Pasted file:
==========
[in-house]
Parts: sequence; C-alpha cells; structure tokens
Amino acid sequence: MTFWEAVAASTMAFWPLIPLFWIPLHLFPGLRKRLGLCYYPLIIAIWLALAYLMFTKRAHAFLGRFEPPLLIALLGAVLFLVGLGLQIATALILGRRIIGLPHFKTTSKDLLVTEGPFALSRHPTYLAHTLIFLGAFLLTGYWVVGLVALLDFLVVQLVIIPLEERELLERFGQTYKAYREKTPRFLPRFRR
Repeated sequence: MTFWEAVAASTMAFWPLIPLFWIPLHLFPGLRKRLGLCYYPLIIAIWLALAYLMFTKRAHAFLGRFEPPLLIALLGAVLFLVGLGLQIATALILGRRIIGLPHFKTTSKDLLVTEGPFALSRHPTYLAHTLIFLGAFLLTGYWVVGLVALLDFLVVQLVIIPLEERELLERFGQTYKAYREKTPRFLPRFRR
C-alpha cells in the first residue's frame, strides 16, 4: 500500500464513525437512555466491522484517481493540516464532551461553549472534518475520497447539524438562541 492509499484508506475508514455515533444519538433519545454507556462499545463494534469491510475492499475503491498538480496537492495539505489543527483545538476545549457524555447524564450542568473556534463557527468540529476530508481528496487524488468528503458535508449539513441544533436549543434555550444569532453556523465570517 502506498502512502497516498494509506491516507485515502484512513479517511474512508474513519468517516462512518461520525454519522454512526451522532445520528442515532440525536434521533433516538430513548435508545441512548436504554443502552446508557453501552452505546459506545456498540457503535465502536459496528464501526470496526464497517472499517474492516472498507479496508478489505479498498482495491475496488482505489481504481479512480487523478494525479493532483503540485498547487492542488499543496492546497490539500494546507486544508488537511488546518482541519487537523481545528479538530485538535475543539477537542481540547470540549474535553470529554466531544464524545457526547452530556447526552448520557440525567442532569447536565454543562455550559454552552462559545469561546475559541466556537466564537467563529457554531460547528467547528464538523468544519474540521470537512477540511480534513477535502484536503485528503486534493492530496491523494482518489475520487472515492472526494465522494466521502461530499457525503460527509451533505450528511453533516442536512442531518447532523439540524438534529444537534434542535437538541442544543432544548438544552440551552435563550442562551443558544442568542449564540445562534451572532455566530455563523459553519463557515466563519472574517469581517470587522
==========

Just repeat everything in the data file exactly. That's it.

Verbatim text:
[in-house]
Parts: sequence; C-alpha cells; structure tokens
Amino acid sequence: MTFWEAVAASTMAFWPLIPLFWIPLHLFPGLRKRLGLCYYPLIIAIWLALAYLMFTKRAHAFLGRFEPPLLIALLGAVLFLVGLGLQIATALILGRRIIGLPHFKTTSKDLLVTEGPFALSRHPTYLAHTLIFLGAFLLTGYWVVGLVALLDFLVVQLVIIPLEERELLERFGQTYKAYREKTPRFLPRFRR
Repeated sequence: MTFWEAVAASTMAFWPLIPLFWIPLHLFPGLRKRLGLCYYPLIIAIWLALAYLMFTKRAHAFLGRFEPPLLIALLGAVLFLVGLGLQIATALILGRRIIGLPHFKTTSKDLLVTEGPFALSRHPTYLAHTLIFLGAFLLTGYWVVGLVALLDFLVVQLVIIPLEERELLERFGQTYKAYREKTPRFLPRFRR
C-alpha cells in the first residue's frame, strides 16, 4: 500500500464513525437512555466491522484517481493540516464532551461553549472534518475520497447539524438562541 492509499484508506475508514455515533444519538433519545454507556462499545463494534469491510475492499475503491498538480496537492495539505489543527483545538476545549457524555447524564450542568473556534463557527468540529476530508481528496487524488468528503458535508449539513441544533436549543434555550444569532453556523465570517 502506498502512502497516498494509506491516507485515502484512513479517511474512508474513519468517516462512518461520525454519522454512526451522532445520528442515532440525536434521533433516538430513548435508545441512548436504554443502552446508557453501552452505546459506545456498540457503535465502536459496528464501526470496526464497517472499517474492516472498507479496508478489505479498498482495491475496488482505489481504481479512480487523478494525479493532483503540485498547487492542488499543496492546497490539500494546507486544508488537511488546518482541519487537523481545528479538530485538535475543539477537542481540547470540549474535553470529554466531544464524545457526547452530556447526552448520557440525567442532569447536565454543562455550559454552552462559545469561546475559541466556537466564537467563529457554531460547528467547528464538523468544519474540521470537512477540511480534513477535502484536503485528503486534493492530496491523494482518489475520487472515492472526494465522494466521502461530499457525503460527509451533505450528511453533516442536512442531518447532523439540524438534529444537534434542535437538541442544543432544548438544552440551552435563550442562551443558544442568542449564540445562534451572532455566530455563523459553519463557515466563519472574517469581517470587522